When most gamers think of licensed games based on some existing property like a TV show or movie, they often jump to the conclusion that it’s bad. Yes, in recent years, many licensed games are pushed out by a third party on a limited budget and a short development window, and they’re meant purely to capitalize on the success of the existing thing. This isn’t always the case, though. Many great classic games are based on TV shows like Duck Tales, Aladdin and all of the classic 8- and 16-bit Disney games. Occasionally, even a modern game comes along that not only is fun but perfectly captures the essence of what makes that popular property so great. Harvey Birdman: Attorney at Law is… sort of that game? Read on to find out why I’m so conflicted.
Historically, there are two easy ways to make a licensed video game. One: you can take the protagonist from said TV show or film and place them in a platformer. Platforming is a well-tread genre that can be easily replicated: just point the protagonist toward the right and make them a mass murderer. Seriously, every licensed game takes your favorite character and forces them to kill every single living thing that crosses their path. Some titles, though, put an interesting spin on the platformer genre. Duck Tales‘ combat was primarily handled through the use of Scrooge McDuck’s cane as a pogo stick. Other than that, most of the game was about exploring exotic locales and manipulating items around the stage to open pathways. Mickey no Tokyo Disneyland Daibouken on the Super Famicom utilizes two different types of balloons, water and helium, as a means of attack or conveyance rather than just letting Mickey jump on his enemies.
The other way to make a licensed game is to take an existing gameplay style and paste your characters over it. Darkwing Duck on NES is just Mega Man, and the Genesis’s Scooby Doo Mystery is a LucasArts SCUMM game with Scooby Doo locales and characters. How else are you going to make a Harvey Birdman game? Luckily Capcom, the developers of Harvey Birdman: Attorney at Law, happened to have a popular game series at the time that was about a lawyer. So they just took the Phoenix Wright engine, slapped some flash animation over it, and voila! And it is exactly the Phoenix Wright engine. Each case starts out with a mystery being laid out, and it’s Harvey’s job to investigate, gather evidence and solve the case in court. Unfortunately, it’s not nearly as finely tuned as the Phoenix Wright games. You’ll need to tune your brain to some serious Williams Street logic to solve these cases, with many questions having absolutely nothing to do with their answers. Throughout most of the game, I had to use the old point n’ click strategy of clicking on things until something happens.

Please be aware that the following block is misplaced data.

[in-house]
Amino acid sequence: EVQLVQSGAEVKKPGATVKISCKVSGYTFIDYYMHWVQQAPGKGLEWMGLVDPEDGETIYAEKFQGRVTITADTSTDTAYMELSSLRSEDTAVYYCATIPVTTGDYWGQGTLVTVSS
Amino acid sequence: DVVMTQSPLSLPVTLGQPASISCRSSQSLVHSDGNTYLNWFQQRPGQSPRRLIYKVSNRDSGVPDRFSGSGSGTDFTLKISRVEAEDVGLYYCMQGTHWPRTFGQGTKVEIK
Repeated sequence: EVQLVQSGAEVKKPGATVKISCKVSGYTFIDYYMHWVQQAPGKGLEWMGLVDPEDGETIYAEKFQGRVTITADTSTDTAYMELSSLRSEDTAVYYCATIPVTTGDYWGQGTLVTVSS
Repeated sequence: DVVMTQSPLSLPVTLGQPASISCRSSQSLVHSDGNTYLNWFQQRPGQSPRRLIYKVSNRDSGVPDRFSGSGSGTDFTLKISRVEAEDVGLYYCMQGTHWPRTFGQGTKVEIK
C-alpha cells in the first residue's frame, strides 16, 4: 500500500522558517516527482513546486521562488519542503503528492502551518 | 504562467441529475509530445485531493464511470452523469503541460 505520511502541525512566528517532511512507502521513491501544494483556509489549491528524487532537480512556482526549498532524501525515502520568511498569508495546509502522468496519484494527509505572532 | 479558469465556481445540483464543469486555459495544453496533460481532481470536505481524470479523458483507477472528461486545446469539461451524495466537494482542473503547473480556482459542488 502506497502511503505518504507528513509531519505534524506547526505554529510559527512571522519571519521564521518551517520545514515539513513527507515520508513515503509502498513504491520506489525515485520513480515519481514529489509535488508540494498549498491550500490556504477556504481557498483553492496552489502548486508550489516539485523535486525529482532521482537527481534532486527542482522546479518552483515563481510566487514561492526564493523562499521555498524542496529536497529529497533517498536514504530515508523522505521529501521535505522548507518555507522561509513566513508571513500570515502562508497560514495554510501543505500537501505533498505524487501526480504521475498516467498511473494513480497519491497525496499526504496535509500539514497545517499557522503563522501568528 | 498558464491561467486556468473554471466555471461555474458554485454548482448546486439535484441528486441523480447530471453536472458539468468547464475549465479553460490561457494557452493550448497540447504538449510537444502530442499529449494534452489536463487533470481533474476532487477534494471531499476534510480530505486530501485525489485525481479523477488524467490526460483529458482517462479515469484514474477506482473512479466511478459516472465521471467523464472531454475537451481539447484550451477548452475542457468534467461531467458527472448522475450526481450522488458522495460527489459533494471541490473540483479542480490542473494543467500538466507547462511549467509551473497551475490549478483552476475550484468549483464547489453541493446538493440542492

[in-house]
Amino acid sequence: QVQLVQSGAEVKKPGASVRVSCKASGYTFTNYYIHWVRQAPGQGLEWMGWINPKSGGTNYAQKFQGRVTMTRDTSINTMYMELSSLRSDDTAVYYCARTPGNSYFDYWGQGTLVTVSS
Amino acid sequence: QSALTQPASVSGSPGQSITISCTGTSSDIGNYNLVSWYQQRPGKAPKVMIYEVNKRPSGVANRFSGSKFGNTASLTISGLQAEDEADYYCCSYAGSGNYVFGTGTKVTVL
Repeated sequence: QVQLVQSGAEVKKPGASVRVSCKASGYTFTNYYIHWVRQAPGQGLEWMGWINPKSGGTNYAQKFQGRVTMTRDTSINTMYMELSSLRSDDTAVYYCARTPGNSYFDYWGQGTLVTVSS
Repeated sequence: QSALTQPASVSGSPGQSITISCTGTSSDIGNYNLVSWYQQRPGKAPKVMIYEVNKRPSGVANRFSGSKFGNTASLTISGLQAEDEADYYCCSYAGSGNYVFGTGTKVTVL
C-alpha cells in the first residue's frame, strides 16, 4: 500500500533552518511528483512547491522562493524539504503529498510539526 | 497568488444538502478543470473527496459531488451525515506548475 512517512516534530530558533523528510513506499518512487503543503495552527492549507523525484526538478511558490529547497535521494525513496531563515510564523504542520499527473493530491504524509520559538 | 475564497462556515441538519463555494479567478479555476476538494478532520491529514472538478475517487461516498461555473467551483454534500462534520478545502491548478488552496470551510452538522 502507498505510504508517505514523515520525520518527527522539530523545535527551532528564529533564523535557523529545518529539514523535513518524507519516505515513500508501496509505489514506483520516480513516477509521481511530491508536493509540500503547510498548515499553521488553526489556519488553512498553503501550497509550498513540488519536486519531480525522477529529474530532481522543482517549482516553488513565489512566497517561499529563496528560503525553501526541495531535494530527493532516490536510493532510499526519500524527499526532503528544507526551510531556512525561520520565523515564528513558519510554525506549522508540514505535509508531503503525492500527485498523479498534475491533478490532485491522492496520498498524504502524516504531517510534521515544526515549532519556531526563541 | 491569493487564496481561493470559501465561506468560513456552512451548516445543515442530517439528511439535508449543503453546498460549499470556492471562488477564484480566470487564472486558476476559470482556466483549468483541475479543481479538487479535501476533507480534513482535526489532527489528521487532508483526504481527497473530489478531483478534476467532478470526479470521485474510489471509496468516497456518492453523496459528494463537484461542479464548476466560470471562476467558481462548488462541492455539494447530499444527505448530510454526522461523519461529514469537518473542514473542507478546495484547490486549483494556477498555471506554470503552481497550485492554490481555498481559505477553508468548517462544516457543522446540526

This type of play style, while very successful in the right hands and the only way I can conceive of translating Harvey Birdman to a game, can hinder the whip-crack writing style of the TV show. Jokes and scenes on Harvey Birdman: Attorney at Law can pass by without you even noticing. While it’s an 11-minute show, they certainly pack in 22 minutes of story. Wandering around town and collecting clues can slow this pace down a lot. Fortunately, they make up for it in the one-liners and flavor text. And all your favorite characters are present, including my fave MENTOK (bee-wooo), and nearly ever voice actor from the show returns. In fact, everyone from Harvey Birdman: Attorney at Law worked on the game except Stephen Colbert, as this was after he’d left the show to do his incredibly successful Daily Show spinoff, The Colbert Report. The soundalike they got for him does a fine job, but he’s obviously not Colbert. In many parts of the game, his voice is slightly obscured by intercoms and loudspeakers to hide the change.
The animation itself is even lower-rent than the low-budget Adult Swim fare we’re used to. On TV, Harvey Birdman‘s animation is an impressive use of its budget, usually utilizing classic hand-drawn frame-by-frame animation over the tween-based flash used by most other shows. In the video game, the cutscenes look like a very-well-done Newgrounds cartoon. The voice acting more than makes up for it, though.
Overall, Harvey Birdman: Attorney at Law feels like an all right Phoenix Wright clone combined with an all right episode of Harvey Birdman. But these two elements mixed together make it a title worthy of its extremely-low cover price. If you passed it up for fear of the licensed-game curse, give it a second chance. It’s available on PS2, Wii and PSP, with each port playing exactly the same. So pick it up on the platform with which you feel most comfortable.
Matthew Jay’s collection is always building, and he’s always up for suggestions. Shoot him an email if you have an idea for something obscure you’d like him to cover.